Yesterday the Senate, a chamber that is entering its 224th year of existence, enjoyed a historical first as Senate Minority Leader Mitch McConnell filibustered a bill he had introduced. No one had ever thought of filibustering themselves before. Its almost as if McConnell took delight in discovering the only method of being more obstructionist.
McConnell had put forward a bill expanding the President’s power to extend the debt ceiling unilaterally, a move that could be overturned by Congress — a proposal similar to one President Obama put forward in the initial fiscal cliff resolution offer. This role reversal would hopefully avoid a crisis like the political theater kicked off by Republicans last summer that cost taxpayers $18.9 billion. McConnell ended up launching a filibuster when he was shocked to learn that Democrats largely agreed with the measure.
What in the world was McConnell thinking in proposing this bill? Let’s walk through his options:
Option 1: Introduce the bill and when Democrats vote no use this as a bludgeon to portray President Obama as out of step with his own party. Apparently this was McConnell’s “plan.” It’s not dissimilar to the oft-cited canard that “no Democrat even voted for President Obama’s budget” which is true if you assume that the budget they voted on was, in fact, the President’s budget. But it wasn’t, it was a budget with the same top line numbers with all the details deleted. Imagine someone offering to take over your finances by pledging only the total they plan to spend but not what they plan to spend it on. Would you take that deal? Anyway, if this was McConnell’s plan, it was probably the least likely outcome because…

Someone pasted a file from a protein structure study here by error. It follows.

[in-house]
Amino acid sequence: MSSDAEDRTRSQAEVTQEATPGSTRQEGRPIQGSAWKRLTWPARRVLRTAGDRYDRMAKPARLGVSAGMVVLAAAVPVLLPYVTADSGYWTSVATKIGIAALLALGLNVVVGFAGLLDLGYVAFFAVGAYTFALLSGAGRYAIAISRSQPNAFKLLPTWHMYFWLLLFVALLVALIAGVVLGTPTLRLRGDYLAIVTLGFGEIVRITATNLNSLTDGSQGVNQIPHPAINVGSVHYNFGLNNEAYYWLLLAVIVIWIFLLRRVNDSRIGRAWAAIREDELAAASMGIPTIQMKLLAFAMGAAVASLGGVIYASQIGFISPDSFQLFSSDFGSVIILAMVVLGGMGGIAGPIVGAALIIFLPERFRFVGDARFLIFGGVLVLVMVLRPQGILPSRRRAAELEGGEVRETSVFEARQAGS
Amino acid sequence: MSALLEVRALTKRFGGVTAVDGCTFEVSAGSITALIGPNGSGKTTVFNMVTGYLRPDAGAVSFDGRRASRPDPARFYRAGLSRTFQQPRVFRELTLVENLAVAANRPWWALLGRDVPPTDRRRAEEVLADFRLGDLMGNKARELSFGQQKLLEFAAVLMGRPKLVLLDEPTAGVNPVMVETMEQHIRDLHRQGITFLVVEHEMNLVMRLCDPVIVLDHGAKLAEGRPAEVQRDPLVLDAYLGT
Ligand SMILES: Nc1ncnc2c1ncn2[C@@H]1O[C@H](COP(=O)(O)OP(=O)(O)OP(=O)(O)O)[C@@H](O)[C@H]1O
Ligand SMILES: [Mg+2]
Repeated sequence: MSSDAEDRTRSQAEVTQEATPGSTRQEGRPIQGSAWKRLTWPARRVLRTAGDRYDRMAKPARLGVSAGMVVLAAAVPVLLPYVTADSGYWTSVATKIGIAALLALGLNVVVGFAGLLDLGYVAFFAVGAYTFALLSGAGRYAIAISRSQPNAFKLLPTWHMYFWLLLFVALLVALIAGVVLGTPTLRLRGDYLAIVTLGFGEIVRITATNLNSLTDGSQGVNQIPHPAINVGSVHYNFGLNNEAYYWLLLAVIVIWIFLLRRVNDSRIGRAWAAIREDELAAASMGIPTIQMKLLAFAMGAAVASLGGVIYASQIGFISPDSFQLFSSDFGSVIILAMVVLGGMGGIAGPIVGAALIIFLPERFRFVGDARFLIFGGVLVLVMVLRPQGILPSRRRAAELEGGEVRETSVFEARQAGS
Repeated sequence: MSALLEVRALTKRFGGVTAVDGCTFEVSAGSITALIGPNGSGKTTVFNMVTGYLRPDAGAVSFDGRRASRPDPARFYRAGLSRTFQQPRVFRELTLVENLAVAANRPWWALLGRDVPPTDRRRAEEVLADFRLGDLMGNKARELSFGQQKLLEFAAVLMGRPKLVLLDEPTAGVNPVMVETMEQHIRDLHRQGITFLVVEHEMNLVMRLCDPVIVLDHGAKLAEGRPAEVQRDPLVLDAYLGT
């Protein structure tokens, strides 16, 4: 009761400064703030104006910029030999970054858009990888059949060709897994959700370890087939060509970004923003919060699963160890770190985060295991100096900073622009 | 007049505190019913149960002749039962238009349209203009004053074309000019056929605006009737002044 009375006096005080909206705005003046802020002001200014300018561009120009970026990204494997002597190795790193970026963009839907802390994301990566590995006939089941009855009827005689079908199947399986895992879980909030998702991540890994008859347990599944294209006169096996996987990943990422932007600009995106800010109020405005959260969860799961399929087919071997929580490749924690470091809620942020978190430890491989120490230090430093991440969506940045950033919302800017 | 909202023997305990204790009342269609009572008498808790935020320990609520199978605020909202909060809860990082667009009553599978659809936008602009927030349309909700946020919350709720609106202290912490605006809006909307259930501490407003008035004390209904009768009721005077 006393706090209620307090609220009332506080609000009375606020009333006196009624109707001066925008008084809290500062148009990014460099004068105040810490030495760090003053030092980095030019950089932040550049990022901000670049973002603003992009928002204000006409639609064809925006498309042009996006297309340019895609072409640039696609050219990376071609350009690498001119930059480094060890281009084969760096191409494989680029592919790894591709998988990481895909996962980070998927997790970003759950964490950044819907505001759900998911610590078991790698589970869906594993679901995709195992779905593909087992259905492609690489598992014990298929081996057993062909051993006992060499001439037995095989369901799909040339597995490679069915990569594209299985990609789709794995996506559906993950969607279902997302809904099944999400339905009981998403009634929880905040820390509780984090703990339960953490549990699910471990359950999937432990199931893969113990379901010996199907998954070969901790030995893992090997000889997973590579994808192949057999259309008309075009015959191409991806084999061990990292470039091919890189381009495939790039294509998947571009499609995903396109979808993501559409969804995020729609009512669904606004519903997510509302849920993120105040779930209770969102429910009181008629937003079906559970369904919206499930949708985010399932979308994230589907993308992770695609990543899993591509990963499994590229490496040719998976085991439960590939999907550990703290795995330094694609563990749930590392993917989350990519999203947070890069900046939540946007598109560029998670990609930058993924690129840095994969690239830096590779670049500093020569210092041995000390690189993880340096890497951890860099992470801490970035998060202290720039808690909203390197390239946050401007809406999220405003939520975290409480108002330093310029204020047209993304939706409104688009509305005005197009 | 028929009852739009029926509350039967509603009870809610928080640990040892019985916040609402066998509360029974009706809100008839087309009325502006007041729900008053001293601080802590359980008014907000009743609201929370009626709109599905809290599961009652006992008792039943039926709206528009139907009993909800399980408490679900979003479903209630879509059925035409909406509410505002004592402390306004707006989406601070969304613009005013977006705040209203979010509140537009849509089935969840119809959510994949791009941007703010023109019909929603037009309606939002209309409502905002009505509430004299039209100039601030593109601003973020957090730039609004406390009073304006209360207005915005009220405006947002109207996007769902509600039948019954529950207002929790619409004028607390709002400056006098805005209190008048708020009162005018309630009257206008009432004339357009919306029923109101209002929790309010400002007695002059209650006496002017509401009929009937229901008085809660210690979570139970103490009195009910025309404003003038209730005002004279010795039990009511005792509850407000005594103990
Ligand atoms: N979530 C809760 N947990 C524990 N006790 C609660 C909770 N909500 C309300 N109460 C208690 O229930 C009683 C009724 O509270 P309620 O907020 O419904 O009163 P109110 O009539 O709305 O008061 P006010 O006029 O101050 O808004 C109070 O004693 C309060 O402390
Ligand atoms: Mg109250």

Option 2: Introduce the bill and Democrats filibuster it. If Democrats really opposed the bill, it never would see the light of day. McConnell could claim that this represented a rejection by Democrats, but it would have been a fuzzy message to sell. Plus this option, like the one before, rests on the assumption that Democrats roundly disagreed with the President. Why would he assume that? See how this sounds like a plan devised by an 8-year old?
Option 3: Introduce the bill and Democrats pass it. Democrats want the debt ceiling off the table and would clearly vote for this once they understood the bill. There’s no downside for the Democrats to cede this power to the presidency because even if a Republican were to control the White House, the Democrats have never shown any interest using this phony device to hold the country hostage. If this bill passed, McConnell will have just unintentionally slit the throats of the Tea Party activists the GOP relies upon. Some Tea Party primary challenger would file papers today. The House would kill the measure, meaning the only impact would be McConnell screwing himself.
Option 4: Introduce the bill and filibuster it yourself. This is ultimately what happened and its the worst of all worlds for McConnell. Filibustering his own bill has done nothing but supercharge Harry Reid’s favorite argument these days — “the Republicans are abusing the filibuster and we need reform.”
These were the only four options McConnell needed to consider. I mean, this isn’t Three-Dimensional Chess, this is Candy Land. Note to Ashley Judd: if you’re seriously planning to challenge McConnell in 2014, the campaign needs to start now by blasting him for the fact that these tactics are both petty and poorly planned.